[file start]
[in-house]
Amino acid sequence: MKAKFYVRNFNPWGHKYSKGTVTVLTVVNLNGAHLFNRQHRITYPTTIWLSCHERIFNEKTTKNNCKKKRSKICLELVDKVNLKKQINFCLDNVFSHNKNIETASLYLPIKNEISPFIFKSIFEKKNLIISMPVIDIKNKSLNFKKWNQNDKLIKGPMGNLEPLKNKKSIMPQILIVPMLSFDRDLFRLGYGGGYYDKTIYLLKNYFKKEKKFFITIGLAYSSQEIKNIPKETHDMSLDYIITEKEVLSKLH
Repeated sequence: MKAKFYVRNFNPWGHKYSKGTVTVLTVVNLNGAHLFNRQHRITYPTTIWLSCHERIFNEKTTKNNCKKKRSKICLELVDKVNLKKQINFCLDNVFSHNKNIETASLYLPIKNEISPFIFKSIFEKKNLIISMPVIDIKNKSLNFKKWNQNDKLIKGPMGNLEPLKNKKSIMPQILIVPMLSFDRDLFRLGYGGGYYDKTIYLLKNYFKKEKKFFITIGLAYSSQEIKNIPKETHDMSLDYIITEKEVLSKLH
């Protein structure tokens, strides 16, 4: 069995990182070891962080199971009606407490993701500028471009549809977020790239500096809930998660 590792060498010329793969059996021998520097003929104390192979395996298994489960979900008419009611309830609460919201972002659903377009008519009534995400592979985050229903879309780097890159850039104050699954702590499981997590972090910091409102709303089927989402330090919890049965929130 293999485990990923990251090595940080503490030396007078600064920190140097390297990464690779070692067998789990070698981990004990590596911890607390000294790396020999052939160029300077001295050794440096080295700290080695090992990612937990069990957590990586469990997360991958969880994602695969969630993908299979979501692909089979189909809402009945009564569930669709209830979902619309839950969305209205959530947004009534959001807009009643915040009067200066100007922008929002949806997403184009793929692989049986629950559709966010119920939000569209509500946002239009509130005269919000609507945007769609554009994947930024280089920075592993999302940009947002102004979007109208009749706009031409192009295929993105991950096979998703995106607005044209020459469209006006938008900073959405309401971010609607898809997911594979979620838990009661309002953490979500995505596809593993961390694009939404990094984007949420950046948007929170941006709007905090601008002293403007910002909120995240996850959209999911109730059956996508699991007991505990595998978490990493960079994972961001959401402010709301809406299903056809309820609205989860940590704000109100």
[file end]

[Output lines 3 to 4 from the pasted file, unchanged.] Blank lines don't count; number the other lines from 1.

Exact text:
Repeated sequence: MKAKFYVRNFNPWGHKYSKGTVTVLTVVNLNGAHLFNRQHRITYPTTIWLSCHERIFNEKTTKNNCKKKRSKICLELVDKVNLKKQINFCLDNVFSHNKNIETASLYLPIKNEISPFIFKSIFEKKNLIISMPVIDIKNKSLNFKKWNQNDKLIKGPMGNLEPLKNKKSIMPQILIVPMLSFDRDLFRLGYGGGYYDKTIYLLKNYFKKEKKFFITIGLAYSSQEIKNIPKETHDMSLDYIITEKEVLSKLH
């Protein structure tokens, strides 16, 4: 069995990182070891962080199971009606407490993701500028471009549809977020790239500096809930998660 590792060498010329793969059996021998520097003929104390192979395996298994489960979900008419009611309830609460919201972002659903377009008519009534995400592979985050229903879309780097890159850039104050699954702590499981997590972090910091409102709303089927989402330090919890049965929130 293999485990990923990251090595940080503490030396007078600064920190140097390297990464690779070692067998789990070698981990004990590596911890607390000294790396020999052939160029300077001295050794440096080295700290080695090992990612937990069990957590990586469990997360991958969880994602695969969630993908299979979501692909089979189909809402009945009564569930669709209830979902619309839950969305209205959530947004009534959001807009009643915040009067200066100007922008929002949806997403184009793929692989049986629950559709966010119920939000569209509500946002239009509130005269919000609507945007769609554009994947930024280089920075592993999302940009947002102004979007109208009749706009031409192009295929993105991950096979998703995106607005044209020459469209006006938008900073959405309401971010609607898809997911594979979620838990009661309002953490979500995505596809593993961390694009939404990094984007949420950046948007929170941006709007905090601008002293403007910002909120995240996850959209999911109730059956996508699991007991505990595998978490990493960079994972961001959401402010709301809406299903056809309820609205989860940590704000109100």